The issues that Misek raises are real ones, in the sense that all companies like Apple face the challenge of managing a group of suppliers and manufacturers, especially during technology transitions. But there are two frustrating problems in trying to evaluate his claims.
First is their lack of detail. Was Misek talking with companies that actually are part of Apple's chain of suppliers? What actually are the "preproduction" issues that are causing the alleged delay of the Next iPhones? It would also help if Misek added more context. For example, many of these same Apple supply chain companies also supply rival smartphone makers, such as Samsung, Nokia, HTC. Are any of them being affected by supply chain issues, or are these issues unique to Apple?
Second is the idea of "delay." Presumably Apple, or any company, has a schedule for bringing a new product to market. But if new technologies are involved and changes to manufacturing lines, the schedule has to be flexible. Apple, like most other companies, has never announced a target date for unveiling or releasing a product. They may not even have a hard target date, but rather a time frame or window, in which they expect to launch the product, assuming that all the complex issues are resolved in bringing a product to that point.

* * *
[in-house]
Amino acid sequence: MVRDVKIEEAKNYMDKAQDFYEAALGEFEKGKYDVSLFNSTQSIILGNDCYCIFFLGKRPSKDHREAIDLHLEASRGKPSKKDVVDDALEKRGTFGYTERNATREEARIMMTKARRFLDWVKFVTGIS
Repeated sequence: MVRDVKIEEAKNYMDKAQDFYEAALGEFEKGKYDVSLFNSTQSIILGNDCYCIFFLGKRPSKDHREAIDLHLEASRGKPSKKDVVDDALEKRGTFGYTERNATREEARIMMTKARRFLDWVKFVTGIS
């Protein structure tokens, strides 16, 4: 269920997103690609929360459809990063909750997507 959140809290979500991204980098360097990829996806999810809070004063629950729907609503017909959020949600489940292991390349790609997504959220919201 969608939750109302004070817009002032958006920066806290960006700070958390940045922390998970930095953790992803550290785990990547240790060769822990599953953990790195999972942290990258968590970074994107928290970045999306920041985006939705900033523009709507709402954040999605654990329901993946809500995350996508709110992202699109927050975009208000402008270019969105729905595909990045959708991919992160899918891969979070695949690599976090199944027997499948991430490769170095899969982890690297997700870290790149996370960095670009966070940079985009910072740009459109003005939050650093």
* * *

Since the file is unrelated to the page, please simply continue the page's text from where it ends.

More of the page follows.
A schedule, which in a case like this is really a schedule of many individual schedules, can be adjusted: more resources or expertise brought to bear on a specific issue or area, accelerating other areas, and so on. Some parts of the product development cycle can fall "behind schedule" but the product can still end up "on time."
iPhone 6 will be a 4.8-inch phablet without a home button
Misek's few comments about the iPhone 6 apparently were the basis for Intentional Business Times' astoundingly speculative (even by IBT's standards) post by Erik Pineda, which went far beyond anything Misek said.
Here's how Pineda started: "Apple will not compete in the phablet arena this year, a new report said, which means the much-speculated 4.8-inch iPhone 6 will see its release date next year, likely on June 2014."
According to Pineda, "the iPhone 6 is considered as representative of Apple's radical device revisions." For the iPhone 6, Apple "will dump its resolve of sticking to the 4-inch screen size." This conclusion seems to be based on, well, nothing except months-old reasoning that concludes larger-than-4-inch-screen smartphones are what most buyers want and therefore Apple has to come up with one. [This the argument of CNET's Dan Farber, for example.]
Second, iPhone 6 "could see the retirement of the tech titan's iconic Home button."
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